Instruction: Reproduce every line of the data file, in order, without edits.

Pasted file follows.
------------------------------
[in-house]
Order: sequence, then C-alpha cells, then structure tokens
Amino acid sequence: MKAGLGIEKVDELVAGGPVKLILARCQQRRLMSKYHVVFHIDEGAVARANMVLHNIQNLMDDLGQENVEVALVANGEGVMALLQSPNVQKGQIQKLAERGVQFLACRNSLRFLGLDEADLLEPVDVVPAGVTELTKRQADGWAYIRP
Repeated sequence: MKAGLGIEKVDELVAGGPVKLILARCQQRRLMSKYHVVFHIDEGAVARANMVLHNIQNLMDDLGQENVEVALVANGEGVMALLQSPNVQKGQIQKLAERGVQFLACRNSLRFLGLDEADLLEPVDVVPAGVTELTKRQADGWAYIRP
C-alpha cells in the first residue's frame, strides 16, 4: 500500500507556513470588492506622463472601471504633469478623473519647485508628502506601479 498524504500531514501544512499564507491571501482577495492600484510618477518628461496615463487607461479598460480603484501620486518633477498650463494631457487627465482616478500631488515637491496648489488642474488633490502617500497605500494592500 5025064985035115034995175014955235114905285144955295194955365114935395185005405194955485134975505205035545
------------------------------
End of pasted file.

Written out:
[in-house]
Order: sequence, then C-alpha cells, then structure tokens
Amino acid sequence: MKAGLGIEKVDELVAGGPVKLILARCQQRRLMSKYHVVFHIDEGAVARANMVLHNIQNLMDDLGQENVEVALVANGEGVMALLQSPNVQKGQIQKLAERGVQFLACRNSLRFLGLDEADLLEPVDVVPAGVTELTKRQADGWAYIRP
Repeated sequence: MKAGLGIEKVDELVAGGPVKLILARCQQRRLMSKYHVVFHIDEGAVARANMVLHNIQNLMDDLGQENVEVALVANGEGVMALLQSPNVQKGQIQKLAERGVQFLACRNSLRFLGLDEADLLEPVDVVPAGVTELTKRQADGWAYIRP
C-alpha cells in the first residue's frame, strides 16, 4: 500500500507556513470588492506622463472601471504633469478623473519647485508628502506601479 498524504500531514501544512499564507491571501482577495492600484510618477518628461496615463487607461479598460480603484501620486518633477498650463494631457487627465482616478500631488515637491496648489488642474488633490502617500497605500494592500 5025064985035115034995175014955235114905285144955295194955365114935395185005405194955485134975505205035545